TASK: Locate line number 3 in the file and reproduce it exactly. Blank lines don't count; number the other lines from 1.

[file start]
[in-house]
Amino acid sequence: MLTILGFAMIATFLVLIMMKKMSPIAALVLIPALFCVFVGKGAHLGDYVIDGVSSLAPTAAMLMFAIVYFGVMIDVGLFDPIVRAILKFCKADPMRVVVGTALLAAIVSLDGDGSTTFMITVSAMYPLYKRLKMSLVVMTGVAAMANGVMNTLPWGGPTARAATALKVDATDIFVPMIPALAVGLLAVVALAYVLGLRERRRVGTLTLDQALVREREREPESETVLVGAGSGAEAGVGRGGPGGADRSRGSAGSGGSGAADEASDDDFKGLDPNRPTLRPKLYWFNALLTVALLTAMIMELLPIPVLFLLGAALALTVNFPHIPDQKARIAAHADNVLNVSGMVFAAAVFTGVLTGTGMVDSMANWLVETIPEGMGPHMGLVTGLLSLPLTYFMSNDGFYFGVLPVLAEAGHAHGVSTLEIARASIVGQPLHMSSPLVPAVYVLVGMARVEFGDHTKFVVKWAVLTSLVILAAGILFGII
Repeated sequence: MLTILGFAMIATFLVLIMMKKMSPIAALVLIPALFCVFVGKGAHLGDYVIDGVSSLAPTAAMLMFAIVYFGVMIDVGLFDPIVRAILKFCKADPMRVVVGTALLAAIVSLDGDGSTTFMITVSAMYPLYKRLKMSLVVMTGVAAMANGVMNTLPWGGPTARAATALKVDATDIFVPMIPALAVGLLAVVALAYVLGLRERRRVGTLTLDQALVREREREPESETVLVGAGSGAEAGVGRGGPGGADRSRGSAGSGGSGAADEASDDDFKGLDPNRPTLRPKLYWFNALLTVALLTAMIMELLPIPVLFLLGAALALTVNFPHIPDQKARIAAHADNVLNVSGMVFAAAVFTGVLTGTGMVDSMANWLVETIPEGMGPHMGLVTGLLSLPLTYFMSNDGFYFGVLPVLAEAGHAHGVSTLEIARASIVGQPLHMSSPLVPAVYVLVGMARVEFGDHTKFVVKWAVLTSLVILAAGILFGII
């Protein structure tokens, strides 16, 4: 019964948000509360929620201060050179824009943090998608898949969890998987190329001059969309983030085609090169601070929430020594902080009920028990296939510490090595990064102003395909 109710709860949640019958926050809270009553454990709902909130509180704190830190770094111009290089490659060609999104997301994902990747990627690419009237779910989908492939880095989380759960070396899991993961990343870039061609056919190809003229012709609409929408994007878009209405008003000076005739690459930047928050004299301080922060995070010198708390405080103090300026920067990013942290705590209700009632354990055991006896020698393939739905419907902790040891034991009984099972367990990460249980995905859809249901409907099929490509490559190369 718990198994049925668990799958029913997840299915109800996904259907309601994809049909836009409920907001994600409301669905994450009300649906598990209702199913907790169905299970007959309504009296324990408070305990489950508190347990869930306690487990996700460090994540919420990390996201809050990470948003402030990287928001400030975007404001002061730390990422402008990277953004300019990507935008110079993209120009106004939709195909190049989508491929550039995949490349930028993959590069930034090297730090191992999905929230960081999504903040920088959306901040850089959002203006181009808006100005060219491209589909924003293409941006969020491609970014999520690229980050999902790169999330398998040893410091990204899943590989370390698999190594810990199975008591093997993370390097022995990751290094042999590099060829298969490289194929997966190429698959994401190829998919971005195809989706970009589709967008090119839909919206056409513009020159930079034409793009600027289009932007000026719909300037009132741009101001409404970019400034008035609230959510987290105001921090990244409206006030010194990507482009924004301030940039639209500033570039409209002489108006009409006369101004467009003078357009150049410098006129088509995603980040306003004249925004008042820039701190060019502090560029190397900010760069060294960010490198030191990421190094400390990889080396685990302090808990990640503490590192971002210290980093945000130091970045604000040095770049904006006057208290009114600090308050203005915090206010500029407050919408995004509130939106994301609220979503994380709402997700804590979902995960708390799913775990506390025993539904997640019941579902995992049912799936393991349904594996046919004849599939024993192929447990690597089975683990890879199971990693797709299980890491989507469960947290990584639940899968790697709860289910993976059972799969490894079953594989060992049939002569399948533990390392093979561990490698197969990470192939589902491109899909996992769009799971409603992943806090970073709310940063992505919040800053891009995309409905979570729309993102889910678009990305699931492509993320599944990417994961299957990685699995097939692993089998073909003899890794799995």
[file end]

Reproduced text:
Repeated sequence: MLTILGFAMIATFLVLIMMKKMSPIAALVLIPALFCVFVGKGAHLGDYVIDGVSSLAPTAAMLMFAIVYFGVMIDVGLFDPIVRAILKFCKADPMRVVVGTALLAAIVSLDGDGSTTFMITVSAMYPLYKRLKMSLVVMTGVAAMANGVMNTLPWGGPTARAATALKVDATDIFVPMIPALAVGLLAVVALAYVLGLRERRRVGTLTLDQALVREREREPESETVLVGAGSGAEAGVGRGGPGGADRSRGSAGSGGSGAADEASDDDFKGLDPNRPTLRPKLYWFNALLTVALLTAMIMELLPIPVLFLLGAALALTVNFPHIPDQKARIAAHADNVLNVSGMVFAAAVFTGVLTGTGMVDSMANWLVETIPEGMGPHMGLVTGLLSLPLTYFMSNDGFYFGVLPVLAEAGHAHGVSTLEIARASIVGQPLHMSSPLVPAVYVLVGMARVEFGDHTKFVVKWAVLTSLVILAAGILFGII